Pride and Prejudice
The recent report about a mother beating her seven year old son to death in Pontcanna, Cardiff, Wales, because she was distressed as he could not by-heart some verses of the Quran is indeed extremely shocking. This could be a case of a woman suffering from a mental illness, and while such incidents may not happen every day, but it reveals how deeply religion has been misused and misinterpreted, causing tragedies across the world today.
Surprisingly, the Muslim world and Muslim media kept silent about the incident, citing it as “just somebody’s personal family affair.’ How come as Muslims we tend to react only when others oppress us, but are quiet when we oppress each other?
According to the statement given by the mother in the court in South Wales, where she has been sentenced with life imprisonment, she has said that she wanted her son to make her proud and impress the Imam too by memorizing over 35 verses of the Quran. Her son, according to her was rather slow, and distressed over this, she killed him!
This is not the story in Wales alone, it seems to be the story in most households in India and abroad too where “taking pride in your child’s religious achievements” seems to be the goal of most parents today. There are umpteen examples in India itself of educated parents exhibiting their children’s ability to recite verses from the holy scriptures whenever they visit their relatives’ homes. Religious fanaticism borders on mental illness. While this may be a case of Islamic extremism, Muslims are not the only offenders. There are reports of children all over the world abused or killed by their parents and others for not learning or abiding by religious doctrines.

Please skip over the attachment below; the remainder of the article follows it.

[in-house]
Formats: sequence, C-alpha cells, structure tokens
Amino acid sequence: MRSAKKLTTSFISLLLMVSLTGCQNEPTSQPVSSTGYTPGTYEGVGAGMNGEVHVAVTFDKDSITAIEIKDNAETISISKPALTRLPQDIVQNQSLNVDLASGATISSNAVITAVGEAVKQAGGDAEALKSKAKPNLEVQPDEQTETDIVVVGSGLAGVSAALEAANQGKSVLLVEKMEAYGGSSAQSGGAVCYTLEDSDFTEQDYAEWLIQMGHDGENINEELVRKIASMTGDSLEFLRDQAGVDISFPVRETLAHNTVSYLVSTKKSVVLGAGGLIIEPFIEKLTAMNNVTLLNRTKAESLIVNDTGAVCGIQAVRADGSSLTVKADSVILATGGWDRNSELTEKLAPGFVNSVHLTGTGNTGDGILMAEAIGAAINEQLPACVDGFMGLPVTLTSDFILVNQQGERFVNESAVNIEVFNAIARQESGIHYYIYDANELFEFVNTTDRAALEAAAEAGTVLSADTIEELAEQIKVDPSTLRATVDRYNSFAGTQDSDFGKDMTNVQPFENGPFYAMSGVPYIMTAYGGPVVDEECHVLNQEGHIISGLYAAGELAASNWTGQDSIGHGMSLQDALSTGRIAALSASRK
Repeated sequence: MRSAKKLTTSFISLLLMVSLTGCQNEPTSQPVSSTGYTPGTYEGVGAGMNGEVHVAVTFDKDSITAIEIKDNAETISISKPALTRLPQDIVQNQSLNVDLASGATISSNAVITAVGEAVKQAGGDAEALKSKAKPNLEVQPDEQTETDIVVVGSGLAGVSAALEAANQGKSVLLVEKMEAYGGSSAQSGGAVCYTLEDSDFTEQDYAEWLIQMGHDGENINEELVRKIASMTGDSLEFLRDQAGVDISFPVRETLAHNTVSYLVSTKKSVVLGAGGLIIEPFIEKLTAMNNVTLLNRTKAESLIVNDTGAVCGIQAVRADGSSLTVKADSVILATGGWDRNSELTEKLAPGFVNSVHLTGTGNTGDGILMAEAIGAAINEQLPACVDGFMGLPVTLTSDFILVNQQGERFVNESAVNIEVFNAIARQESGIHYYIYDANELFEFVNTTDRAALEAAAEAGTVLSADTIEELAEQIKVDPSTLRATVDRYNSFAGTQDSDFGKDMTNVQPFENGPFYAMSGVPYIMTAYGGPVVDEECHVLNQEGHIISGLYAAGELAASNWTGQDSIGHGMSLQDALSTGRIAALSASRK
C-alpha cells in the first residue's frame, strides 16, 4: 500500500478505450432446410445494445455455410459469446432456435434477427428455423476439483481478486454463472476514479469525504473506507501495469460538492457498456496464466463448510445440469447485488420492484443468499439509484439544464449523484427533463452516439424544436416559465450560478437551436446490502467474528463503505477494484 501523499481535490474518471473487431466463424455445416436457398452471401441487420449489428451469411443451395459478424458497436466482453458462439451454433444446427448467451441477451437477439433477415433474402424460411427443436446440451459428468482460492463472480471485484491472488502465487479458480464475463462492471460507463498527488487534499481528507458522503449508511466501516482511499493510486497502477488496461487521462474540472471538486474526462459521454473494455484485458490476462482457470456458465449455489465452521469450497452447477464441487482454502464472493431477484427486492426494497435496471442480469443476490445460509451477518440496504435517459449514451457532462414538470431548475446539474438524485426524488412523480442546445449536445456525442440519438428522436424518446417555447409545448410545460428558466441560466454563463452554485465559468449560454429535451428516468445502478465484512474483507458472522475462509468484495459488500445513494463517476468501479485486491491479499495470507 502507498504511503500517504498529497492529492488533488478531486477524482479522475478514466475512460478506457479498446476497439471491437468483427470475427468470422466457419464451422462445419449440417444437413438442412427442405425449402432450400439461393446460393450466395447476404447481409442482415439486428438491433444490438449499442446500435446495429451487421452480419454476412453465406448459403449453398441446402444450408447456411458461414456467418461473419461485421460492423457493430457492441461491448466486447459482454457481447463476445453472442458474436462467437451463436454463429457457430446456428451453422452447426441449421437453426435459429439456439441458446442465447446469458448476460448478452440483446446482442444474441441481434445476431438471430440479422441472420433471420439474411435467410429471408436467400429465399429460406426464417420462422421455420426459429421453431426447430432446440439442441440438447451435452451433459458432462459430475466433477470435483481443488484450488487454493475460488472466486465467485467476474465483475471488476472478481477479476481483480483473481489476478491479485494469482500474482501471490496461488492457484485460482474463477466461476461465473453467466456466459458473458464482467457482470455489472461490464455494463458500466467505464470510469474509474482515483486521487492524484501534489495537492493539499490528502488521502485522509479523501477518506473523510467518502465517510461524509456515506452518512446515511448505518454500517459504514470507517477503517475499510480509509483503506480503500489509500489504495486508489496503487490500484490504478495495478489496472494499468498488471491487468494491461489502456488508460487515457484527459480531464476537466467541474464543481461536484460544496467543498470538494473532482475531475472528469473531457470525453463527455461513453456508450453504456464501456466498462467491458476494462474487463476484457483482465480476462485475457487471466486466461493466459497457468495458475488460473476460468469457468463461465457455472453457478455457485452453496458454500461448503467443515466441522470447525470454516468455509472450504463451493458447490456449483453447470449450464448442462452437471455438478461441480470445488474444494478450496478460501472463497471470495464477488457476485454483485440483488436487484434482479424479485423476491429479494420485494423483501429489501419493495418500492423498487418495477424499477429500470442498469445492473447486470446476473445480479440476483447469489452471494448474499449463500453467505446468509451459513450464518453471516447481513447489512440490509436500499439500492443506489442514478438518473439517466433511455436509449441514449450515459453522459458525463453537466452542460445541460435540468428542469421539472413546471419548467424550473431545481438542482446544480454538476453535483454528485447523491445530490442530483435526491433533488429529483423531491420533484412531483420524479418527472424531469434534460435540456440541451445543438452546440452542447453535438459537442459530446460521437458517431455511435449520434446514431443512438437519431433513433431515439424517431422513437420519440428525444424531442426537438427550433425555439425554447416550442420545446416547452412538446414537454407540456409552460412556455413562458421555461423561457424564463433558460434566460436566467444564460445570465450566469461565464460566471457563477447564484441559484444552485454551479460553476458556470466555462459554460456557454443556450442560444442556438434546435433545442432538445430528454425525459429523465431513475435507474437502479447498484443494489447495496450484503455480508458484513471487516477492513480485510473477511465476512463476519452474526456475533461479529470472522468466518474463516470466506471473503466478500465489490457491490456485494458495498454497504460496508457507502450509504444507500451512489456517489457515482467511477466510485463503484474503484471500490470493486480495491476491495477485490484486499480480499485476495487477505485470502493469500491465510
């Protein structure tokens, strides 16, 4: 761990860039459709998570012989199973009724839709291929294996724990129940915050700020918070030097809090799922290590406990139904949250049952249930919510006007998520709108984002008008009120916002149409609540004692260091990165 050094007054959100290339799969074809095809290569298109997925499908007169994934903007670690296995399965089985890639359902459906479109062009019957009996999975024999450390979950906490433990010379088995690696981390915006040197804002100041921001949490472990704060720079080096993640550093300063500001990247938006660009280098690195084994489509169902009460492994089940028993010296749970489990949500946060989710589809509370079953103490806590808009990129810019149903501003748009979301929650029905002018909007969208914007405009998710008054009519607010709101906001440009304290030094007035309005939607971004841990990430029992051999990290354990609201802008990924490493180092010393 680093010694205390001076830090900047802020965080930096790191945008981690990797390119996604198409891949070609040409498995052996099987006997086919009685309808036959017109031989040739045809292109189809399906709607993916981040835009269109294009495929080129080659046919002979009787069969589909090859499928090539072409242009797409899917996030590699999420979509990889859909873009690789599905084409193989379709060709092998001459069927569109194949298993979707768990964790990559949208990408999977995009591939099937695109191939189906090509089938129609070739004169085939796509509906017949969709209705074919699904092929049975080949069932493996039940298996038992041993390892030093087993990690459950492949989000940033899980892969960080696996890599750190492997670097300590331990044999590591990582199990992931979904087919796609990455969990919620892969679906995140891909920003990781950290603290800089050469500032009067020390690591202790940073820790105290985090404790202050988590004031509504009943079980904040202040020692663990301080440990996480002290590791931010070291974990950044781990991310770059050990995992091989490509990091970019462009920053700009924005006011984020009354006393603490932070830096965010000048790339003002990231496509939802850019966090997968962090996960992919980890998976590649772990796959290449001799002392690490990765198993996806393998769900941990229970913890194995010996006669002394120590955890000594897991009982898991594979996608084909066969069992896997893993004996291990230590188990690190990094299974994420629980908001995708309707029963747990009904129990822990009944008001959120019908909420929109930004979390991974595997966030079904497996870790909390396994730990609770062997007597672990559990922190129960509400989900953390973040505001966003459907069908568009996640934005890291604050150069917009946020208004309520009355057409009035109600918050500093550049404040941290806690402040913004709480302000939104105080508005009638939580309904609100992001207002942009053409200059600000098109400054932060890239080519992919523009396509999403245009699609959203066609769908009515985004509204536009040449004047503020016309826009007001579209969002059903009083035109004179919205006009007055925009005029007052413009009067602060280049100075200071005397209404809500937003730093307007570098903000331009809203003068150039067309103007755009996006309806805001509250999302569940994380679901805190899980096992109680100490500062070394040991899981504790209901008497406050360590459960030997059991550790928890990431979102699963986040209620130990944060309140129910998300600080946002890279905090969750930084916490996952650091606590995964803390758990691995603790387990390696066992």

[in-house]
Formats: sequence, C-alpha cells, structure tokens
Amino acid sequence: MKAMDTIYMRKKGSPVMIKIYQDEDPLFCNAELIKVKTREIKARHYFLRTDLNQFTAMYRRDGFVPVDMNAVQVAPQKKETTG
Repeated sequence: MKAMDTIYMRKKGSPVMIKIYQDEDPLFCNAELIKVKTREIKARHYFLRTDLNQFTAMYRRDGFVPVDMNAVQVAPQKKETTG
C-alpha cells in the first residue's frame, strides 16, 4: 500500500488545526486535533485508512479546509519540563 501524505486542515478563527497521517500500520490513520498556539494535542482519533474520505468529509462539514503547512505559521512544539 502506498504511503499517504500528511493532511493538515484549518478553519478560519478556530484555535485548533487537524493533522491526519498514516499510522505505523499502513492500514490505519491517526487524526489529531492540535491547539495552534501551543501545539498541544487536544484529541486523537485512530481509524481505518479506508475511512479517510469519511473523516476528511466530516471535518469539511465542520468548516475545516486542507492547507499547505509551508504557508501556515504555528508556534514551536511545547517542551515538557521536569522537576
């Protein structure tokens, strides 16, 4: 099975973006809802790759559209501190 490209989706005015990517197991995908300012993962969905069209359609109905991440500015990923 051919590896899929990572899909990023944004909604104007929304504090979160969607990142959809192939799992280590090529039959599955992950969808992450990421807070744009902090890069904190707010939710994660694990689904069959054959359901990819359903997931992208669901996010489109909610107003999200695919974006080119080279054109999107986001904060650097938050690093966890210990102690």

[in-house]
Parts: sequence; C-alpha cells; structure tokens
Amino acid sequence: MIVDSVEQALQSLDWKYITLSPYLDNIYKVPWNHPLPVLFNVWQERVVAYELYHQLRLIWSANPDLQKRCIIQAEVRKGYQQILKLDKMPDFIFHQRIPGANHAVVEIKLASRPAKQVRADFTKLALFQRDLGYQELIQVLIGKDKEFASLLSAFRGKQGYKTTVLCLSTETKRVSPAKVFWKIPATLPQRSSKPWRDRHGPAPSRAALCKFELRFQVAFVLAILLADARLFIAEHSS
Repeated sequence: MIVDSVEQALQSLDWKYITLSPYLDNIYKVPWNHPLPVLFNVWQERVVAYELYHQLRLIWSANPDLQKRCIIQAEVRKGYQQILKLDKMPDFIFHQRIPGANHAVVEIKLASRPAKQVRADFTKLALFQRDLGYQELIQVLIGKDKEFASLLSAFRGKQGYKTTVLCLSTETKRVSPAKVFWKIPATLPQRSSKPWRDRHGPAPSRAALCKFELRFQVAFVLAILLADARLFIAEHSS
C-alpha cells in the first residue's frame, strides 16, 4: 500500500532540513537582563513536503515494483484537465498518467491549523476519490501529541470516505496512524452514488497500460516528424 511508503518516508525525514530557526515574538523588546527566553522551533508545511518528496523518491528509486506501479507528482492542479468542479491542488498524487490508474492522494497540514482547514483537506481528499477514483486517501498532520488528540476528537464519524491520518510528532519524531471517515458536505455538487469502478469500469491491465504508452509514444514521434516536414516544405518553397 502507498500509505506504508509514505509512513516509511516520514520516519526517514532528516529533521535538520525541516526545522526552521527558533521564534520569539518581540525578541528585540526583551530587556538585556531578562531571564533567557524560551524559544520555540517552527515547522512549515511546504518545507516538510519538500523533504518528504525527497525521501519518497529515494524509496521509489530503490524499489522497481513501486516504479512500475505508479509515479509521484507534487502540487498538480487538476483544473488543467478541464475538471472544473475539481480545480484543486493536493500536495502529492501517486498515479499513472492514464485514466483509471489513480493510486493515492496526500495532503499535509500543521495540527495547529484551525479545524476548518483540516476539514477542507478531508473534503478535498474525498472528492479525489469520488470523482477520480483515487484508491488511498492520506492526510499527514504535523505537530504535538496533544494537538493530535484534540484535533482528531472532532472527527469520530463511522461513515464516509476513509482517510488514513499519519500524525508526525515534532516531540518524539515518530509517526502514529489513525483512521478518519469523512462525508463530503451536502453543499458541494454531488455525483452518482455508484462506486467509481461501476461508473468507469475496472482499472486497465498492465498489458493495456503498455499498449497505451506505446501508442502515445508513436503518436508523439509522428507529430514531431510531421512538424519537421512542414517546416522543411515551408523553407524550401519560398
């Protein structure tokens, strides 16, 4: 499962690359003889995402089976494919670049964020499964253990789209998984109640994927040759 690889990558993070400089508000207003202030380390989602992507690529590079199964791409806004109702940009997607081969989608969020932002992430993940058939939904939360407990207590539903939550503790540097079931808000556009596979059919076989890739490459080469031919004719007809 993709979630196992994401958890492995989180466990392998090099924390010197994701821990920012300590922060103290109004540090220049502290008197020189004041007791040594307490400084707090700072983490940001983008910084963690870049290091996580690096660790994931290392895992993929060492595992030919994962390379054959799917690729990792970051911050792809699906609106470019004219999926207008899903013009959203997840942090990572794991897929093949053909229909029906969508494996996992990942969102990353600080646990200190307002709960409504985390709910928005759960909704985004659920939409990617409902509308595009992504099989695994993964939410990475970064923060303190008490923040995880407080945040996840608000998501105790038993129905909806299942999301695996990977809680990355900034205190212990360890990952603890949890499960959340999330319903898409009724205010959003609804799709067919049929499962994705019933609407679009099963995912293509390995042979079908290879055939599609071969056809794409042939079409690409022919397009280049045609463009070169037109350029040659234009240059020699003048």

Imbibing religious values in children is important, but the style and manner can never be compulsion and coercion. Strict disciplining using the stick is no way to make children understand God. Religion is a person’s private issue and puffing up with pride about the rites and rituals of the religion one follows is derogatory to the spirit of the religion.
A more gentle and soft way of imbibing spiritual and moral values by parents and even teachers, on children will help the kids to grow up with a positive mindset towards religion. If children are taught to take pride in one’s own religion and feel prejudiced against another religion, their fragile hearts and minds will only turn to extremism and this is something that parents and teachers ought to realize and reflect upon.